Defective Low E Windows

by Lindy


I am not sure what brand of windows I have. The only thing I do know is that they are low e windows. These windows are about 8 years old. Recently I washed the windows and noticed small shinny and colorful spots throughout the window as you can see in the picture. It must be inside the glass because it will not come off. Is this a defective window? Do you know what the cause might be and is there anyway to fix this?


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Defective Low E Windows
by: Ray Croskrey

Low e windows are double pane windows that contain an inner metallic coating in or on the glass. This coating is designed to reflect a certain amount of ultraviolet light for heat blockage and for unwanted fading to furniture and flooring.

I'm not sure if your window is defective or simply just past its natural life span. I believe the spotting seen in your photo is the result of the low e coating becoming oxidized. This oxidation takes place when oxygen comes in contact with the metallic coating. Typically the inside of the two panes of glass are filled with a gas such as argon. The argon gas prevents this oxidation from taking place. Over time the seals in the windows may leak allowing the argon gas to escape and oxygen to enter thus resulting in oxidation spots throughout the window. These spots usually have a green, purple, blue or reddish look.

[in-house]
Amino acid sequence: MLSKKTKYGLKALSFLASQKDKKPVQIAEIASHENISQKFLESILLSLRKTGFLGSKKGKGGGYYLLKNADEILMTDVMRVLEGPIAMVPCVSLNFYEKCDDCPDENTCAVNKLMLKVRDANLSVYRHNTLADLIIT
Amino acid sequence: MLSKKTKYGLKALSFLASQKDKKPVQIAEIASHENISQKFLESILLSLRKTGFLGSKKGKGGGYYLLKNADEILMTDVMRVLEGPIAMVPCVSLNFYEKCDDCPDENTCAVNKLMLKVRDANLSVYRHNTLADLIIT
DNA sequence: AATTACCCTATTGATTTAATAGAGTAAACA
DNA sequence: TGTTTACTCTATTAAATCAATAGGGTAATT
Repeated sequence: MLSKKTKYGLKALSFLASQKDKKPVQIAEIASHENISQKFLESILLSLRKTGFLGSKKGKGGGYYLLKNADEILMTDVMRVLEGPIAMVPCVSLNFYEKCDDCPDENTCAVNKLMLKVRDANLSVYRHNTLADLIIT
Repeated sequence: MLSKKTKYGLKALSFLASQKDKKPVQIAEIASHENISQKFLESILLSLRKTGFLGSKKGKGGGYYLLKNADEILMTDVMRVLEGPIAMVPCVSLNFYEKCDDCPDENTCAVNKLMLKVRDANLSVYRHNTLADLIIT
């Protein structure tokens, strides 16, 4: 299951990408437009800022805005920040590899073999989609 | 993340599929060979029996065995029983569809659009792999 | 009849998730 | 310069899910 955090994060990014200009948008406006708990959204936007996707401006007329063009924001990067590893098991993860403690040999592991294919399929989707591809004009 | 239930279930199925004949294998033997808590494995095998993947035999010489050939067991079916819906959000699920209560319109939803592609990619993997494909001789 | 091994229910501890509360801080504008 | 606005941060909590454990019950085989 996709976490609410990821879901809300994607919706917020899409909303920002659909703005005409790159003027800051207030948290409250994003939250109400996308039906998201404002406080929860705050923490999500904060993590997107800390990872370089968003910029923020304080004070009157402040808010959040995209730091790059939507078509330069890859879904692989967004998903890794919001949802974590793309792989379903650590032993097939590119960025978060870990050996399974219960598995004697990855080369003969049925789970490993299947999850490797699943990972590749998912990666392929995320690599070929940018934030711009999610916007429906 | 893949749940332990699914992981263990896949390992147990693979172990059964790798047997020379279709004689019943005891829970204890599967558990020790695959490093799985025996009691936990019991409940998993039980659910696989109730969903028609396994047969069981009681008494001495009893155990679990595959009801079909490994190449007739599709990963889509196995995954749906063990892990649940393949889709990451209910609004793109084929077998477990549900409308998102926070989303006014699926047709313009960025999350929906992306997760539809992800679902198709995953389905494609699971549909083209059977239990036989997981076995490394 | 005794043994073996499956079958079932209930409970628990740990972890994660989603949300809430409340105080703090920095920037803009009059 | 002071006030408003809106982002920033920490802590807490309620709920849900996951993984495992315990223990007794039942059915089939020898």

Unfortunately I think that once the oxidation has occurred, your only solution to the problem is to have the entire window replaced.

Contaminated Window Glass
by: Anonymous

I have seen this type of window failure. During the insulating process, the glass was not properly washed and dried. The low e coating begins to oxidize from contaminates left on glass. This process can take quite some time to appear because the unit is sealed from outside air. Often it happens after it is out of a builders warranty. This would be a latent defect.

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